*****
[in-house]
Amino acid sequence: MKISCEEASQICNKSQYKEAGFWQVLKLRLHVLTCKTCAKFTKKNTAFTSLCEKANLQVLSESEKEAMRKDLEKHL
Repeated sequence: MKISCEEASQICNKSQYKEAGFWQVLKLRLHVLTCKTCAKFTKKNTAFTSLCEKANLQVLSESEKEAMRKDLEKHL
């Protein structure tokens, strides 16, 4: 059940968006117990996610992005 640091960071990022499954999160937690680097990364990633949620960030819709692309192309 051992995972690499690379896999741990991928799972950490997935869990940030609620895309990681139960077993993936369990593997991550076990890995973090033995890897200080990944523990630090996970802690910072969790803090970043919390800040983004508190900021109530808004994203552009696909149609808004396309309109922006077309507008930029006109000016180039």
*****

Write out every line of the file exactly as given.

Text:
[in-house]
Amino acid sequence: MKISCEEASQICNKSQYKEAGFWQVLKLRLHVLTCKTCAKFTKKNTAFTSLCEKANLQVLSESEKEAMRKDLEKHL
Repeated sequence: MKISCEEASQICNKSQYKEAGFWQVLKLRLHVLTCKTCAKFTKKNTAFTSLCEKANLQVLSESEKEAMRKDLEKHL
């Protein structure tokens, strides 16, 4: 059940968006117990996610992005 640091960071990022499954999160937690680097990364990633949620960030819709692309192309 051992995972690499690379896999741990991928799972950490997935869990940030609620895309990681139960077993993936369990593997991550076990890995973090033995890897200080990944523990630090996970802690910072969790803090970043919390800040983004508190900021109530808004994203552009696909149609808004396309309109922006077309507008930029006109000016180039």